The Logan Act is officially named in the books as “18 U.S. Code § 953 – Private correspondence with foreign governments”. This barely used law originates from the 18th century, in which, a private citizen named Dr. George Logan directly negotiated with France during the Quasi-War. The law wasn’t proposed by Logan, but made by other law makers to prevent such future actions, by private citizens.
Now in the 21st century this obscure law has popped up again. And why?
Since the ‘guilty plea’ (READ) put forth by former Trump administration National Security Advisor Michael Flynn, the purported leverage Robert Mueller will be using, will be the Logan Act.
During the hearing at which Flynn pleaded guilty, a federal judge disclosed that the retired three-star Army general had agreed to cooperate fully with prosecutors, providing information on “any and all matters” they request, and “substantial assistance for prosecution of another person.”
It’s critical that we determine whether Flynn spoke with the Russians on his own initiative and who knew and approved of his actions,” The Senate Judiciary Committee’s top Democrat, Dianne Feinstein of California, said in a statement.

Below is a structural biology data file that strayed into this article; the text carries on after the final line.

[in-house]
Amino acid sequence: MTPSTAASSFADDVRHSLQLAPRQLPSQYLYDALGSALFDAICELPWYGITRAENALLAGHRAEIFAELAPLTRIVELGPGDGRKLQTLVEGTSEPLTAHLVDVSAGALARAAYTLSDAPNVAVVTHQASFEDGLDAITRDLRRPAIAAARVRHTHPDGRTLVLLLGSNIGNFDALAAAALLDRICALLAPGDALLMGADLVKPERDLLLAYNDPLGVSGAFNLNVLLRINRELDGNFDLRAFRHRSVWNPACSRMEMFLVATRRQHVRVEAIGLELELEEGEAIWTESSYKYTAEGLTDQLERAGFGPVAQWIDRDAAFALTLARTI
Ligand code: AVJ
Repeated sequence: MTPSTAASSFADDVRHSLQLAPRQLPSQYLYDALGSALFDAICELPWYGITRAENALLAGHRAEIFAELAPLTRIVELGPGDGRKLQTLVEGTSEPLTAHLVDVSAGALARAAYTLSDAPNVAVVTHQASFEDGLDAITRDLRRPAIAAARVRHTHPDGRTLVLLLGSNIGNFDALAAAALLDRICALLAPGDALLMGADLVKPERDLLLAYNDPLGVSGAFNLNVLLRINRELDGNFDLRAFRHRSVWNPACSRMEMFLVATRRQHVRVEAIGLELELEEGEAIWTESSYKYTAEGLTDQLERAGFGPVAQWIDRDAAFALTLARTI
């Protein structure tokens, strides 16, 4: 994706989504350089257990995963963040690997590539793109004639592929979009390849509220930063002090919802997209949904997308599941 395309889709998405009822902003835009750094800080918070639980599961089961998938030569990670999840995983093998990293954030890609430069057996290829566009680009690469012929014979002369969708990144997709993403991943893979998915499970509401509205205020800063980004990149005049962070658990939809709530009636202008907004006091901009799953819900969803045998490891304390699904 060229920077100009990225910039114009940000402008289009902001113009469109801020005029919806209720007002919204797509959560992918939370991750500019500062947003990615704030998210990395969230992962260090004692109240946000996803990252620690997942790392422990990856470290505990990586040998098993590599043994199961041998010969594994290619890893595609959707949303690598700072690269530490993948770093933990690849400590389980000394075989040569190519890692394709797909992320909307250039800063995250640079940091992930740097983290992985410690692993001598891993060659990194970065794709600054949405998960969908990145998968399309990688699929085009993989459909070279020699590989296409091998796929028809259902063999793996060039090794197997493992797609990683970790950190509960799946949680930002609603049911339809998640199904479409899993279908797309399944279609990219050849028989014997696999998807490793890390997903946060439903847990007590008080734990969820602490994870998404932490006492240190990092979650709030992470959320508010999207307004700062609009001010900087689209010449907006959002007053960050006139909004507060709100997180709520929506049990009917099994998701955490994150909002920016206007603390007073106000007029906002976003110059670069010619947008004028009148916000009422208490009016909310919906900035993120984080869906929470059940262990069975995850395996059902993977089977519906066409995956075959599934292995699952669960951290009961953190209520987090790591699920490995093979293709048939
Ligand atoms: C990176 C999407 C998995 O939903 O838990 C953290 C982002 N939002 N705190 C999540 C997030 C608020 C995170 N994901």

Here’s how it looks verbatim, in the books:
Any citizen of the United States, wherever he may be, who, without authority of the United States, directly or indirectly commences or carries on any correspondence or intercourse with any foreign government or any officer or agent thereof, with intent to influence the measures or conduct of any foreign government or of any officer or agent thereof, in relation to any disputes or controversies with the United States, or to defeat the measures of the United States, shall be fined under this title or imprisoned not more than three years, or both.
The language of the act is very broad, so that is the weakness of using this law to prosecute. The law has been referenced several times with arguably the most contested regarding Reagan Vs. Rev. Jesse Jackson in 1984.
Of course, when a law is so ‘broad’, whenever it comes up, it will be a double edged sword. Some say it’s ‘unconstitutional’ and historically the act has been a ‘big stick’ and only been used as a ‘threat’ spearheading to political exercises.